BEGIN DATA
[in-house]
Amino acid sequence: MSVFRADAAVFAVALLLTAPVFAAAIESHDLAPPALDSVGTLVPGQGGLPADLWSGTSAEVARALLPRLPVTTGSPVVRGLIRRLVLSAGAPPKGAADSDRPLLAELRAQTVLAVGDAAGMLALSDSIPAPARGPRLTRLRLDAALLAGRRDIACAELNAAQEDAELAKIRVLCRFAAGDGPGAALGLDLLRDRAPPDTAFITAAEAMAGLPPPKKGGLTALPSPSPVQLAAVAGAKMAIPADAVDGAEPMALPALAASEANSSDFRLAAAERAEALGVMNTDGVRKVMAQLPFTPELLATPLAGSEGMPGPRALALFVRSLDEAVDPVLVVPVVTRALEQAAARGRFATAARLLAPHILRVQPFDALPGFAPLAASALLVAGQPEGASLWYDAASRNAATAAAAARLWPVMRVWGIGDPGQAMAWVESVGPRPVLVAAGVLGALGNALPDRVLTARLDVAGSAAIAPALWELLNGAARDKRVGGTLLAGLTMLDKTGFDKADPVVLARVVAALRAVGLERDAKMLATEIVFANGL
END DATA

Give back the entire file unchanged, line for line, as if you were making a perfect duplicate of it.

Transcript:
[in-house]
Amino acid sequence: MSVFRADAAVFAVALLLTAPVFAAAIESHDLAPPALDSVGTLVPGQGGLPADLWSGTSAEVARALLPRLPVTTGSPVVRGLIRRLVLSAGAPPKGAADSDRPLLAELRAQTVLAVGDAAGMLALSDSIPAPARGPRLTRLRLDAALLAGRRDIACAELNAAQEDAELAKIRVLCRFAAGDGPGAALGLDLLRDRAPPDTAFITAAEAMAGLPPPKKGGLTALPSPSPVQLAAVAGAKMAIPADAVDGAEPMALPALAASEANSSDFRLAAAERAEALGVMNTDGVRKVMAQLPFTPELLATPLAGSEGMPGPRALALFVRSLDEAVDPVLVVPVVTRALEQAAARGRFATAARLLAPHILRVQPFDALPGFAPLAASALLVAGQPEGASLWYDAASRNAATAAAAARLWPVMRVWGIGDPGQAMAWVESVGPRPVLVAAGVLGALGNALPDRVLTARLDVAGSAAIAPALWELLNGAARDKRVGGTLLAGLTMLDKTGFDKADPVVLARVVAALRAVGLERDAKMLATEIVFANGL